Israeli tank fires on Hamas post in Gaza in retaliatory strike
JERUSALEM (JTA)—An Israeli army tank attacked a Hamas post in the southern Gaza Strip in response to rockets fired on southern Israel.
The Israeli attack came early Monday morning after two rocket attacks Sunday on Israel—in the morning and late evening. Both rockets fell in open areas and did not cause any damage, according to the Israel Defense Forces.
The Code Red siren alerts were not sounded since both rockets were heading toward unpopulated areas.
There were no reports on damages or casualties in the retaliatory attack.
New Jersey town orders religious boundary taken down
(JTA)—A town in New Jersey has ordered an Orthodox Jewish organization to take down its eruv, or religious boundary, by early next month.
Mahwah, which is located across the New York state border, told the South Monsey Eruv Fund to remove the white plastic piping from utility poles that it uses for the symbolically enclosed area by Aug. 4. An eruv allows observant Jews to carry objects and push strollers outside of their homes on Shabbat.
The Orthodox community told The Associated Press that it had been given permission to hang the piping by the utility company But town officials said the piping is banned because it is considered signage.
More than 1,200 people have signed an online petition calling for the eruv to be taken down. Many of the dozens of comments accompanying the petition, titled “Protect the Quality of our Community in Mahwah,” refer to “these people” and express concerns about falling property values. Most of them are anonymous.
“I don’t want these rude, nasty, dirty people who think they can do what they want in our nice town,” one of the comments reads.
Another says: “I do not want the town of Mahwah to turn into an undesirable place to live. These people do not assimilate with other people outside their community. I do not want them controlling our school board and siphoning funds for their yeshivas. Also, they buy houses which they claim is for religious purposes and do not pay taxes. They should stay where they are and leave our town alone.”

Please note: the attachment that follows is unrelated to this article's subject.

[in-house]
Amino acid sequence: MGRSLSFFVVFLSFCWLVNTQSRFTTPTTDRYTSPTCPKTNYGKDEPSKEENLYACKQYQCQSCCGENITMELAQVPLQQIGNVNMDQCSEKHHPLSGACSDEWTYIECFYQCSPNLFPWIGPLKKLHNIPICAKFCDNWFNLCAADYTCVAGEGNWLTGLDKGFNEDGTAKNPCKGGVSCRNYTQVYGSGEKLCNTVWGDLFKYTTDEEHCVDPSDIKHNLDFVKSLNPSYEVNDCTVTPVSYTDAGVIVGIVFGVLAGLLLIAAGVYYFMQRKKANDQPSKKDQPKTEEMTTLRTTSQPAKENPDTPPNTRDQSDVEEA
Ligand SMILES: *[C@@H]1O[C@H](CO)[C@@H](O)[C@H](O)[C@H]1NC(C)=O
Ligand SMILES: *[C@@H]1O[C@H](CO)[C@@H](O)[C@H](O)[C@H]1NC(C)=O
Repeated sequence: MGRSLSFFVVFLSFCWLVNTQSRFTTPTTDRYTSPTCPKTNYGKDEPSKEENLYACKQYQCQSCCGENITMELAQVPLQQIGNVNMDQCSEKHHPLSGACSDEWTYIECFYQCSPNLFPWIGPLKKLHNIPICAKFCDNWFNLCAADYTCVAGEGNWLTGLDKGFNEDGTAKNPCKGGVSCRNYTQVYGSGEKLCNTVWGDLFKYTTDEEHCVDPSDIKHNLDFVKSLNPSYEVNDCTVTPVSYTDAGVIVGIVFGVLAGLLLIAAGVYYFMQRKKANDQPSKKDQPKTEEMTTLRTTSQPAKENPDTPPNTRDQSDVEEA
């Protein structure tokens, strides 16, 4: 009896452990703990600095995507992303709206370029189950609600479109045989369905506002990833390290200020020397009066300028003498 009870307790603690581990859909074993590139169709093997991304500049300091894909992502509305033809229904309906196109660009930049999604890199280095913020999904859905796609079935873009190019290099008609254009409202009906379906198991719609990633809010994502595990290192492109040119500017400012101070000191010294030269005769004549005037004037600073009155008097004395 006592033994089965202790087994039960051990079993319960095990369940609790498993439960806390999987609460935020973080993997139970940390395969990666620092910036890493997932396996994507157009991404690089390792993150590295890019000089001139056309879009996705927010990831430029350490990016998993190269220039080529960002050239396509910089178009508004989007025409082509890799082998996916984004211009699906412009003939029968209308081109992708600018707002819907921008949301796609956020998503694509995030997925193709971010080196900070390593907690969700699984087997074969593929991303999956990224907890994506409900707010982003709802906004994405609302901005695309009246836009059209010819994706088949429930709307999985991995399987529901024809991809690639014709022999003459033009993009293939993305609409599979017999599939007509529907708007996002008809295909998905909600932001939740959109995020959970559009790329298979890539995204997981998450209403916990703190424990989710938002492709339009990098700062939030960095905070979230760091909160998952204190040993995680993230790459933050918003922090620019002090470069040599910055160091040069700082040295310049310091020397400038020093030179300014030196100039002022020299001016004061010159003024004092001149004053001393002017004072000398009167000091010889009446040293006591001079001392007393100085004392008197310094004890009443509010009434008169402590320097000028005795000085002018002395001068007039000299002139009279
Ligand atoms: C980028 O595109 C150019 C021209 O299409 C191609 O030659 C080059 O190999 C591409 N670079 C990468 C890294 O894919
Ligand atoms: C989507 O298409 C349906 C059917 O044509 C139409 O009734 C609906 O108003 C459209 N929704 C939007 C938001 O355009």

New York Times names David Halbfinger new Jerusalem bureau chief
(JTA)—The New York Times has named David Halbfinger, its deputy national editor, to serve as the newspaper’s Jerusalem bureau chief.
Halbfinger, a 20-year veteran of the Times, has served as a reporter for the metro, national and culture sections. He also covered John Kerry’s presidential run in 2004.
The Times’ announcement called the Israel post “one of the scrutinized (and most prestigious) jobs in journalism.”
“He has written hard-hitting investigations of corrupt public officials and businessmen, murderous prison guards, law-breaking Hollywood moguls, roamed his native Long Island, the Bronx, and eight states in the South, left a big mark in New Jersey, covered John Kerry’s presidential run and helped lead the politics team in New York,” Times International Editor Michael Slackman and Deputy International Editor Greg Winter said in the announcement of Halbfinger’s appointment.
On Twitter, Halbfinger said the new job was “A dream fulfilled.” He will begin work after Labor Day. His wife and three children will move to Jerusalem in August.
The family are members of Congregation Shomrei Emunah in Montclair, New Jersey. The synagogue is affiliated with the United Synagogue of Conservative Judaism.
Halbfinger succeeds Ian Fisher, who took the position in January after Peter Baker, who had served there for one year, left to cover Donald Trump’s presidency in Washington, D.C. Fisher, who has been at the Times for 28 years, will spend the next year with his family in Italy, according to the newspaper.